Admissions and Acceptance of My Own Mental Health (with some ramblings)

I use to say all the time, that life was “Weird”…but it was really because I was feeling “Weird”. “Weird” became my safe word. A word even into adulthood, I use to describe how I feel when I’m feeling off.  Most will never understand, but it’s a word that describes exactly how I’m feeling because that…that feeling is hard to put into words.  Overall, there it is in the back of my mind and stomach and heart…feelings. And man do I have some feelings.  I’ve often felt that my whole life has revolved around how I’m feeling and the way I’m feeling, for the most part, has guided my decisions in life. Now it’s true, the feelings have guided me but they’ve also hindered me. So I start another deeply personal post by saying that with the feelings…has come some admissions and revelations, especially recently.

I’ve often reflected after a traumatic event (mine or others) about how serious and important mental health is.  Mental Health…I mean even saying it sounds serious. It’s always been right after a school shooting or upon hearing of a crime where an innocent lost their life, the Orange dude running the country doing something even more racist than the day before or a friend telling me about a cheating boyfriend or girlfriend or a family member passing away or one of 10 million other things that this…again feeling comes over me.  That one…I call “Worry”. Worry has never been my friend. Never something I could shake but instead driven me to sleepless nights, which developed into my Insomnia, which developed into my paranoia, which developed into a serious case of PTSD.  Now, I’m sure reading this…you’ll question, how a situation like the ones described which seamlessly, has nothing to do with me can or could ripple effect into all of that, but man…worry is my arch nemesis. Worry has created another friend…I call her stress. I’ll talk about her later.

With my friend Worry, I make comments about the mental health of the shooter.  What they were thinking, why they did it, how’d they pick their targets? Then after a death, I almost always feel a moment of intense sadness, even if I didn’t know them, well because, life has ended for someone and I think and worry about those close to them and how they are dealing. How it must feel and when I’ve lost someone close, how I got thru. Now thinking about this death, makes me think about my own death or death of one of my parents.

When I had Morgan prematurely, I spiraled.  No one knows how deep that hole went, except me and I refuse to share that piece of me with anyone.  But I will say this…disappointment in my body, body shaming, PTSD, worrying, stressing, crying, mental breakdowns alone, seething anger, fear, pure happiness and then some joy…rocked my entire world for 1 whole year.  I smiled…I looked normal but inside…I could have jumped off a bridge from how shitty, I was feeling. How shitty I felt for what my little one had to endure. Having to watch it all was a tremendous heartbreak for me. With her and her NICU stay and everything attached to that…my PTSD became absolutely unbearable at times once she was home.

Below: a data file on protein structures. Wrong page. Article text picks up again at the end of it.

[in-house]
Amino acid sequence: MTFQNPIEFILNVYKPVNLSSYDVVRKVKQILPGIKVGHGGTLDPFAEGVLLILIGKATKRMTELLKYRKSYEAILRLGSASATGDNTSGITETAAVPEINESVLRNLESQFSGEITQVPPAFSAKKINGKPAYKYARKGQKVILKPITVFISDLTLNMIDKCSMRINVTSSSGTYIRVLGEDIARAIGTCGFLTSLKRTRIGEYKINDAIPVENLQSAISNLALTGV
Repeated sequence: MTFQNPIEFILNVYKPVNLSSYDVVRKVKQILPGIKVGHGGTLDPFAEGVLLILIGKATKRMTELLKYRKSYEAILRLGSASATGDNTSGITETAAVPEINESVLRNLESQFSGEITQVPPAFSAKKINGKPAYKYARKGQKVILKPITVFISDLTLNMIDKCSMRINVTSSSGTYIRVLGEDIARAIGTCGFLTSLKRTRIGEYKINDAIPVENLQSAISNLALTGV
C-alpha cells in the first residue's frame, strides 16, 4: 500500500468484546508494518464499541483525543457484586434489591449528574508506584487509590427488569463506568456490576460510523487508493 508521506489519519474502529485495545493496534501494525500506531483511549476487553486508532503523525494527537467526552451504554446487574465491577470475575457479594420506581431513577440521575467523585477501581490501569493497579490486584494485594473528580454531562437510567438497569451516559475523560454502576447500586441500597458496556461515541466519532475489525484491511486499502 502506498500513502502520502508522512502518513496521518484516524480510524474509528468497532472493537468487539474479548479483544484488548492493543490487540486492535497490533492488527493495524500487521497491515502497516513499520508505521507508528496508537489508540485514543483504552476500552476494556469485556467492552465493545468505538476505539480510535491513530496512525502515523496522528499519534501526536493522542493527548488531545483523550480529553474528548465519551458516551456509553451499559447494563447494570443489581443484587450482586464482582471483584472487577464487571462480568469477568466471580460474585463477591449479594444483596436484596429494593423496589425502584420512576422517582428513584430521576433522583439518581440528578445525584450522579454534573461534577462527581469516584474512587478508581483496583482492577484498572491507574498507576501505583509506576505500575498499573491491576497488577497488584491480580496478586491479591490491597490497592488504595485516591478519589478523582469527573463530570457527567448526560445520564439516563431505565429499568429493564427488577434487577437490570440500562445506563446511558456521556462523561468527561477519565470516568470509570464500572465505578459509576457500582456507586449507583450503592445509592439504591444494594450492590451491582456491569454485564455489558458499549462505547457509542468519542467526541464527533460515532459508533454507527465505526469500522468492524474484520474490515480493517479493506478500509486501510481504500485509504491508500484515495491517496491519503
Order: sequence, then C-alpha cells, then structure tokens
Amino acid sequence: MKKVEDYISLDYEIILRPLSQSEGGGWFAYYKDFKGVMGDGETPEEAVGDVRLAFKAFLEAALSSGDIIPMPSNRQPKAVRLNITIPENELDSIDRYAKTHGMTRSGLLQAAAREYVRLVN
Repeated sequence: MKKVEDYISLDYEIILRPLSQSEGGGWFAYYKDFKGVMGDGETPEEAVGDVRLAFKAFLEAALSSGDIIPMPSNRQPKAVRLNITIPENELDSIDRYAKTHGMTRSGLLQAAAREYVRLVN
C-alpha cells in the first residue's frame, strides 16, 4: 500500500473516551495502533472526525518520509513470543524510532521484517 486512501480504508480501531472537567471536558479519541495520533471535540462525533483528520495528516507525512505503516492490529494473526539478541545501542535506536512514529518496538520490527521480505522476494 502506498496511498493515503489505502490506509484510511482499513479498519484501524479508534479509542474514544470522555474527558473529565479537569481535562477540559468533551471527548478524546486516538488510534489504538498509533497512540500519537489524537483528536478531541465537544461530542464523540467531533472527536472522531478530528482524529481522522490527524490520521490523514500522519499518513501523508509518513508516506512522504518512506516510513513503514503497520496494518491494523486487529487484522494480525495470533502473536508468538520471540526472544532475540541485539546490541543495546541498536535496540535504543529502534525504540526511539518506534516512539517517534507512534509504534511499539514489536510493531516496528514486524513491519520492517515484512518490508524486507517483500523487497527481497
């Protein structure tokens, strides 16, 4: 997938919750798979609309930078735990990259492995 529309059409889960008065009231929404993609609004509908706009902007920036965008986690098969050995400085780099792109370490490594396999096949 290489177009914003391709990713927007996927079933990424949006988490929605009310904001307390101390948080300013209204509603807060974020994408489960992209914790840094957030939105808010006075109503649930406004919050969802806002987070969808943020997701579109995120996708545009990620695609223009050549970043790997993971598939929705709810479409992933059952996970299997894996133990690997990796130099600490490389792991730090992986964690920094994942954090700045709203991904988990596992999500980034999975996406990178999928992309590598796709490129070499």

(I will share one story of my PTSD so that anyone who doubts me…may understand)
While in the NICU, the babies are all hooked up to monitors.  These monitors become LIFE in the NICU. One sound, one buzz, one red light versus a green one, could mean life or a code. No one wants a code.  I became obsessed with watching the monitors…and if you are unsure of your neonatal lingo, like what a “Brady” is and what a “desat” is or an  “episodes” then click the link to learn. But those words, those became my life. Anyway…Every baby in a neonatal intensive care unit is monitored on something called a cardiopulmonary monitor. Basically, this is a system that consists of wires with electrodes that stick to the baby; two on either side of the chest, and one on the lower abdomen. These electrodes are attached by wires and detect every activity of the heart and transmit it to the monitor where it is recorded and displayed as a waveform on the screen. The system also measures the baby’s respiratory rate, (how fast the breathing is), the oxygen saturation (O2 sat) within the blood, (measured by a probe that is either attached to the hand or foot) and also measure the baby’s blood pressure; either by cuff reading or by a real-time reading through the artery in the umbilicus, (UAC) wrist, or foot. An arterial reading is translated into a waveform that can be seen on the monitor. From the minute Morgan was hooked up, I learned every single term related to that monitor. One of the things that drove me insane, and I mean literally insane is if the monitor alerted the Nurses and I that Morgan was having a “Brady”…Bradycardia is the slowing of the heart. When a baby’s heart begins to slow, there is decreased blood flow to the lungs and oxygen to the tissues drops. Bradycardia in a premature baby is defined as a heart rate lower than 100 beats per minute. So it would beep and beep and beep until someone would check her and usually that took only a second or two but for me…every beep was panic. The feelings of “Is this it”…”Is this the last time”…”Did her heart stop”…those questions would pop in my mind every single time that monitor beeped. This went on for 137 days. Morgans entire stay. I would come home in between my all day visits and try and nap but what was happening to me was indescribable. I would be in a very light sleep (I couldn’t sleep hard anymore – too afraid that I would miss a call from the NICU) and though I was home…I would hear the beep and immediately jump up. Disoriented…I would realize I was home and that was it. Nap over and back to the hospital I would go.  This happened almost every day.  I refused to speak on it because I didn’t want anyone thinking I was crazy but I swear…the sound of the monitor was ingrained in me.  Finally, when Morgan came home, she was attached at night to another type of heart and respiratory monitor that basically did the exact same thing. But this beep…was LOUD. SO LOUD that it woke everyone up, every time it beeped and honestly, it always beeped because she would move around and knock the probe off or it got stuck to her clothes. But the sound…the beep…the connection to what that sound meant…made me paranoid. I couldn’t sleep. I was on constant alert. Constantly checking on her.  I didn’t sleep fully again until she was almost a year old.